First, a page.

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Ô vous, frères humains

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« Ô vous, frères humains » Luz draws Albert Cohen

daily, starting from Tuesday, December 6, 2016 - 11:00, until Sunday, May 28, 2017 - 23:59

“A Jewish child encounters hate on his tenth birthday. I was that child.”

Albert Cohen, 1972

“[…] in 2015, I felt the need to reread O Humans, My Brothers, and I was even more powerfully struck by the terrible psychological ordeal of this young boy wandering on the verge of madness, by the message of Albert Cohen’s last testament...”

Luz, 5 February 2016

The musée d’art et d’histoire du Judaïsme is showing Luz’s original drawings for his graphic novel O Humans, My Brothers, his adaptation of the eponymous book by Albert Cohen. Four years after the internationally acclaimed Belle du seigneurAlbert Cohen, then aged seventy-seven, published O Humans, My Brothers (Gallimard, 1972). The book’s focal point is one of the most traumatic events of the author’s life: in 1905, on his tenth birthday, he was publicly subjected to anti-Semitic insults by a street vendor in Marseille. Pain, shame, anger and despair permanently undermined his sense of security and belief in the brotherhood of men. His description of this experience is an appeal for a reawakening of a shared, united, brotherly humanity.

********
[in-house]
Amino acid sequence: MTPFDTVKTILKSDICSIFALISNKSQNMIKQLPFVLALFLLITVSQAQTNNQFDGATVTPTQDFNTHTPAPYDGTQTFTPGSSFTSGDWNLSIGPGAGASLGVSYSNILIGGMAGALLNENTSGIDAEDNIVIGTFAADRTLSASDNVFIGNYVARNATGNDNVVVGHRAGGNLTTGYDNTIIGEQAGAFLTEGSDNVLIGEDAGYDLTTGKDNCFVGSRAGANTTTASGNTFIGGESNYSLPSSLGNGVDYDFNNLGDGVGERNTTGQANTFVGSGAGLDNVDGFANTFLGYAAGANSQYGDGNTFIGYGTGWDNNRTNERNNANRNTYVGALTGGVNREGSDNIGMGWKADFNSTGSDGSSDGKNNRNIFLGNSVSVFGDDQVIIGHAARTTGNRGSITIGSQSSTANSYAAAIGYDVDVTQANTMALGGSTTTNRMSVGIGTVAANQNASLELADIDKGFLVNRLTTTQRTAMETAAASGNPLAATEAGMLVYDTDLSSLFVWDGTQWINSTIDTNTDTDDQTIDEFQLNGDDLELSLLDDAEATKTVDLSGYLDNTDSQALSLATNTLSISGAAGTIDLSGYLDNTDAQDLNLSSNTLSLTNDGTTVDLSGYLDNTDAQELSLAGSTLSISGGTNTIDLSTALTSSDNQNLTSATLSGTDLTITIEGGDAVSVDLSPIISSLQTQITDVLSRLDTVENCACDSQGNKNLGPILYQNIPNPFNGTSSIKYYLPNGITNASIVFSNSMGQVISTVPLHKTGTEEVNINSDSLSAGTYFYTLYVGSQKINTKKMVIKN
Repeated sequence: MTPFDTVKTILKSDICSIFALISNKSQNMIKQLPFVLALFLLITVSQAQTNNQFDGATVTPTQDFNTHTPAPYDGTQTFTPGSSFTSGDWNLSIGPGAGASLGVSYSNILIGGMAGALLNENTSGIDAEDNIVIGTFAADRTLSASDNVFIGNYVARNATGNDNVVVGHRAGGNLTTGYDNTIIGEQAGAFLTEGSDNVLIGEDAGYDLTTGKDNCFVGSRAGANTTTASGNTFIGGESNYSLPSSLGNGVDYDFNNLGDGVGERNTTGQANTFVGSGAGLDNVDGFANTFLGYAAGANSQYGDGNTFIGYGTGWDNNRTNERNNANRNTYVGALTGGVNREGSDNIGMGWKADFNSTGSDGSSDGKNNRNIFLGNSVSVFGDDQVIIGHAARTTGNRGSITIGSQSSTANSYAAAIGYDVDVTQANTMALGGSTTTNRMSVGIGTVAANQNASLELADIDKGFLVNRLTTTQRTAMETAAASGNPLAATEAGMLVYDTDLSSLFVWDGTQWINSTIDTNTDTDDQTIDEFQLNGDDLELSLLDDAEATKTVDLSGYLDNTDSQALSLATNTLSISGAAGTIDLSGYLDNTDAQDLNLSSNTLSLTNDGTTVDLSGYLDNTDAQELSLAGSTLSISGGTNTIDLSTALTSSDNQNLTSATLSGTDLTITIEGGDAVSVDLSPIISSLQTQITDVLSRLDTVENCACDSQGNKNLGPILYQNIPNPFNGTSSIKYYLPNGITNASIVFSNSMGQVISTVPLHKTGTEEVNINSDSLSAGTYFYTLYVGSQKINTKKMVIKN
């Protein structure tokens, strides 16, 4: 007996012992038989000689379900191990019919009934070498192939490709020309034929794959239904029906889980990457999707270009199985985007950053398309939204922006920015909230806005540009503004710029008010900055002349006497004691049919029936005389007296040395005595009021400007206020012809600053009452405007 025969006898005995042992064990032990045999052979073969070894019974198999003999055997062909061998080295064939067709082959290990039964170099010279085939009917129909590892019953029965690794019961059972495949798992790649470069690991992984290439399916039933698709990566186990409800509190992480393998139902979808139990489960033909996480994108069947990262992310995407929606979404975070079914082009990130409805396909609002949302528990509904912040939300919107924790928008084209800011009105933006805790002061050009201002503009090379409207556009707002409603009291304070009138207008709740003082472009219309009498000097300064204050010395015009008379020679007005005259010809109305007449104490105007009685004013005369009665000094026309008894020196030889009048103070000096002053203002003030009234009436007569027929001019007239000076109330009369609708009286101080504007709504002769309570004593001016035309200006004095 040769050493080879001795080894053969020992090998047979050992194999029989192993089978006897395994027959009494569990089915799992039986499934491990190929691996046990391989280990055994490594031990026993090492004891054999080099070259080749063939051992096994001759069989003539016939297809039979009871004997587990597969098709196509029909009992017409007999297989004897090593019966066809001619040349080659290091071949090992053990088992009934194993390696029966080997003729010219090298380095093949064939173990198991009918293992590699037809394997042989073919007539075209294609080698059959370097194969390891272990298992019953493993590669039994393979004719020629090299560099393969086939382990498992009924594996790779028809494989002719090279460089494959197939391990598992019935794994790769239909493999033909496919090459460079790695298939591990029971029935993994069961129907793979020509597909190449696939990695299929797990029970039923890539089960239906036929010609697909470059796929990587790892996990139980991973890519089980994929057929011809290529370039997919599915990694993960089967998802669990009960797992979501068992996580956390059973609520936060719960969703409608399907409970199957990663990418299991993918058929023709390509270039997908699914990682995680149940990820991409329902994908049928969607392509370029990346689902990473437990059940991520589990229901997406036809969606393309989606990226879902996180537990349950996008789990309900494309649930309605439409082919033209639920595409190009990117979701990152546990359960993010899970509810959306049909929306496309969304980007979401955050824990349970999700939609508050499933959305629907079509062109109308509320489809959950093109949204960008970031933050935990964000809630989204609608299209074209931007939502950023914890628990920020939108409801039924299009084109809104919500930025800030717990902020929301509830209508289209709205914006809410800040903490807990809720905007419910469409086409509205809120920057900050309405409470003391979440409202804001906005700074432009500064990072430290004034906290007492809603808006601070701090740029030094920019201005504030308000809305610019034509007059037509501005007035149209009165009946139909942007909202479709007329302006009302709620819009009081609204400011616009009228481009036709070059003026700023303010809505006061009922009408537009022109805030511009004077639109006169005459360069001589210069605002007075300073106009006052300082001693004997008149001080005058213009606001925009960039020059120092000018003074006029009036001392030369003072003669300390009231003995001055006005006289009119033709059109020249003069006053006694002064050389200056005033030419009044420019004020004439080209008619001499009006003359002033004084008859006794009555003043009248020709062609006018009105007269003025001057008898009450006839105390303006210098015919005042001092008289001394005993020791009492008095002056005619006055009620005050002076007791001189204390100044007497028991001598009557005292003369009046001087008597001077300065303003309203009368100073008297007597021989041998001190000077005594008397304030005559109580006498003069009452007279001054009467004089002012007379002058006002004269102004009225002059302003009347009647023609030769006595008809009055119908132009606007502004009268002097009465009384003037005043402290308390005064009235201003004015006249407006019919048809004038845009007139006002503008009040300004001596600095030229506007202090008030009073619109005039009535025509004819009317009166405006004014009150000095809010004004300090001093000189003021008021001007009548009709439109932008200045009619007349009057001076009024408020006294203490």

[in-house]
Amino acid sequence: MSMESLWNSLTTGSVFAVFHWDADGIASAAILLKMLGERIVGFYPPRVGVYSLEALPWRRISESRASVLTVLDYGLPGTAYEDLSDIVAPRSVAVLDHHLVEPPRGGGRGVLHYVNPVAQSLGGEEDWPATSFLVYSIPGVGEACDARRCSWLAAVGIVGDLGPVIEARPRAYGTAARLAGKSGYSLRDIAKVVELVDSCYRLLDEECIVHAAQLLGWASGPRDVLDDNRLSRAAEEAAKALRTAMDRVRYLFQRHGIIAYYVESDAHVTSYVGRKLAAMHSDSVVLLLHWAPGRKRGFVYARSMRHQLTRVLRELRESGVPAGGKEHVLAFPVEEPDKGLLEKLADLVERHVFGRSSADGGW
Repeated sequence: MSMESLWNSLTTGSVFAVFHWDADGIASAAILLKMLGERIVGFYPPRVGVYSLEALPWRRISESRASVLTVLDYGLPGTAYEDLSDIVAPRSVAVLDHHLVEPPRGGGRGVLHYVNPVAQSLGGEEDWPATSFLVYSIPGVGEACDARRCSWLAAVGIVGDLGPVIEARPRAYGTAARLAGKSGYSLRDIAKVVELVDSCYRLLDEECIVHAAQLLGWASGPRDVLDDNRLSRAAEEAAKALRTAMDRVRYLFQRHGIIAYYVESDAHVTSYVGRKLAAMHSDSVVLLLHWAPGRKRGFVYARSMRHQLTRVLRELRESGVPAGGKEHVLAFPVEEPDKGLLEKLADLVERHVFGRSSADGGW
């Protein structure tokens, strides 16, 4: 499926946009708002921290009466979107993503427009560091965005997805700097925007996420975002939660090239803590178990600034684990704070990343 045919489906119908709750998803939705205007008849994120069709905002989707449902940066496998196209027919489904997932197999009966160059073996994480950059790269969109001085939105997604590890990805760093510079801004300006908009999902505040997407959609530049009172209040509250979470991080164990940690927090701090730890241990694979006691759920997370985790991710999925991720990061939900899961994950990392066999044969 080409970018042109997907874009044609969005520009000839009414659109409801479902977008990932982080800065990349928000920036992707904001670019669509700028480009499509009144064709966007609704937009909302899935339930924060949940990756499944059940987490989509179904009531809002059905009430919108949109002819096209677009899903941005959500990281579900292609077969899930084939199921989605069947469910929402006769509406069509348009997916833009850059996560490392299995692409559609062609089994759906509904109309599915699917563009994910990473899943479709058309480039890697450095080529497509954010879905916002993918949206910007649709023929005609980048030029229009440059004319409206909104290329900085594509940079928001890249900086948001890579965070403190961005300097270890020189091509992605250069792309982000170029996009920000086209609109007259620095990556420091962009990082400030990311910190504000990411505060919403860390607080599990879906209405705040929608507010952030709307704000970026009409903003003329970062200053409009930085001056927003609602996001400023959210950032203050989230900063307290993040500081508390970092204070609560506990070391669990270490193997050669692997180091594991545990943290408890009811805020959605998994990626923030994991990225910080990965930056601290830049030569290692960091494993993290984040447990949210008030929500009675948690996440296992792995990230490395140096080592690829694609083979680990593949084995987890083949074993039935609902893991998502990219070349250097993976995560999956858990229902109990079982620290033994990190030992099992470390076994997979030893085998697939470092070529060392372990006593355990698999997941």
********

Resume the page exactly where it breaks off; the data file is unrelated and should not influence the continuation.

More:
A few months after his friends and colleagues at Charlie Hebdo magazine were murdered by the terrorist attack on 7 January 2015, Luz published Catharsis (Futuropolis, 2015). In this “health record in images,” he describes the state of shock in which the attack left him. Forever haunted by the theme of the loss of innocence, Luz turned to Albert Cohen’s autobiographical narrative.

He turned this text, which had made a profound impression on him as an adolescent, into a poignant and singular graphic novel, also published by Futuropolis in April 2016.

This exhibition of Luz’s 130 drawings for O Humans, My Brothers sheds fascinating new light on one of Albert Cohen’s most powerful and moving texts. In counterpoint to this humanist manifesto, the mahJ is presenting documents from Albert Cohen’s archives, recently acquired by the museum.



Permanent collection